Easter beginnings and observances today
As the world’s 2 billion Christians prepare to celebrate Easter, it is worth considering the origins of such a widespread celebration, as well as how its observance is making headlines today. The widely accepted origins of Easter can be traced to many pagan traditional celebrations of spring. The name “Easter” is attributed to various goddesses of spring or rebirth, and Easter’s date of observance each year is calculated based on lunar cycles (it corresponds with the Sunday after the Paschal Full Moon). It also falls in the month after the spring equinox, celebrated in several early religions as the beginning of the new year. The symbols popular in Easter celebrations today derive from traditional symbols of birth and renewal. The Easter Bunny is preceded by the rabbit, chosen for its reputation of rapid reproduction. Easter eggs harken back to traditions of several ancient cultures like the Egyptians, Persians, and Hindus whose origin myths feature an egg as the beginning of the world.
Of course, these traditions and symbols are now reinscribed with significance in the Christian tradition, and the holiday has become a celebration of the resurrection of Christ and thus central to the Christian faith. The ancient symbols have also been inscribed with new meaning: the egg represents Christ’s sealed tomb in which he lay for three days before reappearing to his disciples, and the rabbit delivers these eggs to children. The candy and commercialization probably have more to do with capitalism than Christianity.
Beyond the origins of this holiday, it is worth considering how observance of Easter demonstrates the state of affairs in Europe today. In a continuation of his untraditional approach to the papacy, newly-elected Pope Francis I washed the feet of 12 prisoners in a juvenile detention center on Thursday as the Christian tradition believes Christ did with his disciples before his crucifixion. Pope Francis I has emphasized his desire for a “church that is poor and is for the poor.”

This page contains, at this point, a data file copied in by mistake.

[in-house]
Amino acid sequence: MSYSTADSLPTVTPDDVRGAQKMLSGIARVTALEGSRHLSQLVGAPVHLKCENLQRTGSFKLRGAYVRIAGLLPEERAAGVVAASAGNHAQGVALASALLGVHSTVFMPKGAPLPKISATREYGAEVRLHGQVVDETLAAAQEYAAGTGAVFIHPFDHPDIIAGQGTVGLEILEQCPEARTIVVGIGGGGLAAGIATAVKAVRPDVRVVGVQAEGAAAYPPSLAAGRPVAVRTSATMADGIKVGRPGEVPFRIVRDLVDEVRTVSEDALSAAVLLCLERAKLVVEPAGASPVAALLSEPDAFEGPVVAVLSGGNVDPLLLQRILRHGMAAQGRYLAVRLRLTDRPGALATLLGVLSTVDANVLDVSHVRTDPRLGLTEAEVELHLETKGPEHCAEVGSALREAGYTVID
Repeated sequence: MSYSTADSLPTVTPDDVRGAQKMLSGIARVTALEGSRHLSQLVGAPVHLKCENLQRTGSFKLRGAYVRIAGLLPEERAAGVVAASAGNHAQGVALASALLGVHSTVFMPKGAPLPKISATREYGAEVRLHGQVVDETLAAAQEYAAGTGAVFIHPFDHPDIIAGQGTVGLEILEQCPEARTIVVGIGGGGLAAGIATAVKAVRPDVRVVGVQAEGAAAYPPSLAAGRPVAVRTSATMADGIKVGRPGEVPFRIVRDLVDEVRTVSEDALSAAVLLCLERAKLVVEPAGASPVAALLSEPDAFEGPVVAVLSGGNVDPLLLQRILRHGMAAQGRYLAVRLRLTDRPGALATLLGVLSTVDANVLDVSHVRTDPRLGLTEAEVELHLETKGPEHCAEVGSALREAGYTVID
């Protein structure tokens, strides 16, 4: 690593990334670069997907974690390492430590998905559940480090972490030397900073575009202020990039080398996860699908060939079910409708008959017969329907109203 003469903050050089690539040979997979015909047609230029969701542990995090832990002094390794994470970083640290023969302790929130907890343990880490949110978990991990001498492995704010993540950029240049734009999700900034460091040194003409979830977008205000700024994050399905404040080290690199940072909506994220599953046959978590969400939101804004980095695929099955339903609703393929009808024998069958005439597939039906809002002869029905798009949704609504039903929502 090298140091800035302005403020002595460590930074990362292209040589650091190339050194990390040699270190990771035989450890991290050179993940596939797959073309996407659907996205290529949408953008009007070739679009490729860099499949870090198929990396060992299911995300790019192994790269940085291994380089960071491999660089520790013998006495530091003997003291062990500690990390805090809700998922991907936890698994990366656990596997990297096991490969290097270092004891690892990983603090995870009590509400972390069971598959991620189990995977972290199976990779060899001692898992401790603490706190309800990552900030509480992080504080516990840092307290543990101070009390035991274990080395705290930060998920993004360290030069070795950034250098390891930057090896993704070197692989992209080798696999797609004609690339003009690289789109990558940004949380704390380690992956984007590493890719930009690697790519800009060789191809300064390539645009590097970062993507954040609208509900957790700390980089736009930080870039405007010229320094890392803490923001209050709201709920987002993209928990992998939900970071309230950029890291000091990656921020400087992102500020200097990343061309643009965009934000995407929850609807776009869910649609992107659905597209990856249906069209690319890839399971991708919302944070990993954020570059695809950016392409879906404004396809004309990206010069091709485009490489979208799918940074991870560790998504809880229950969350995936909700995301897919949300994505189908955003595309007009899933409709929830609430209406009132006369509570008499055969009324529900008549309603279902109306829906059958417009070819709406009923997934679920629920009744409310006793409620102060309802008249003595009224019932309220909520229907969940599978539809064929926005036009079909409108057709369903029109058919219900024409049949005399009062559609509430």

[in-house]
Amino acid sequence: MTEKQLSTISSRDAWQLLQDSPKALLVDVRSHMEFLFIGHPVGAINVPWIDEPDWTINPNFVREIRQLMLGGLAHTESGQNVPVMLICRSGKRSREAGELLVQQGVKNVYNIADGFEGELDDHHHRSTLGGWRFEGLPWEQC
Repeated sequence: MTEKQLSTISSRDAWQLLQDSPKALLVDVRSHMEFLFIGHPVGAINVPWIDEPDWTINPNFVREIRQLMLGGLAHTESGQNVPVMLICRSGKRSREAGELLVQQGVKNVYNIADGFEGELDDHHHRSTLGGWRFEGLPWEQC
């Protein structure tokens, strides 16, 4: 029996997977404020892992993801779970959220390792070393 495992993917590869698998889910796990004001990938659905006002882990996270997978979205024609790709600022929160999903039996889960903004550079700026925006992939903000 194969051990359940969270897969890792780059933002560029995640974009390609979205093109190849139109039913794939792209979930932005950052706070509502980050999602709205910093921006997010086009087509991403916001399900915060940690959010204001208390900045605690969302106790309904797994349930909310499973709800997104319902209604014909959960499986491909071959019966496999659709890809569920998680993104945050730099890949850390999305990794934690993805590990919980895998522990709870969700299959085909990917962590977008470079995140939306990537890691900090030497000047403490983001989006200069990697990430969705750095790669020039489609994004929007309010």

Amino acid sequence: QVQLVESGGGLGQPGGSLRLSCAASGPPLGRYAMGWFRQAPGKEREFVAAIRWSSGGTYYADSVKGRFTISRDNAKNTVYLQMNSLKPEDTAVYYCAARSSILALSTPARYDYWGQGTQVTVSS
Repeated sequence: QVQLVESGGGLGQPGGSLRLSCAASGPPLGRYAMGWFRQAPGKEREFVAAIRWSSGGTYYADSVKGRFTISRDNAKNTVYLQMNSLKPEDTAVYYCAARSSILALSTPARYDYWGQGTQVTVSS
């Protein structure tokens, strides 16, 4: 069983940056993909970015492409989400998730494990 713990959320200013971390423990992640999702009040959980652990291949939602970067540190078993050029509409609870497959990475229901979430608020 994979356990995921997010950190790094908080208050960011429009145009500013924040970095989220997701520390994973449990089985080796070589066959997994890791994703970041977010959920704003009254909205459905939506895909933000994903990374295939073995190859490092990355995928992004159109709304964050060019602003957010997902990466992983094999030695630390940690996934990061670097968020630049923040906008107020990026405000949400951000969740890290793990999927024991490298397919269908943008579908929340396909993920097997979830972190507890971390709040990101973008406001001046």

In largely Christian European countries, Easter celebrations have felt the impact of the on-going debt crisis. In Spain, where over 70% of the population identifies itself as Catholic, several Catholic organizations have expressed concern over being seen as too ostentatious in the face of soaring unemployment and austerity measures enacted with the acceptance of a European Union bailout. The Catholic Church in Spain has come under scrutiny for its special economic position within the state (being exempt from property taxes, for example), though the financial officer of the Church, Fernando Giménez Barriocanal, has stated that the Church has given €2.35 to the poor for every euro received from the state.
As Easter celebrations get underway across the world, the context of this holiday and its observance offers an interesting glimpse into Christianity’s influence today.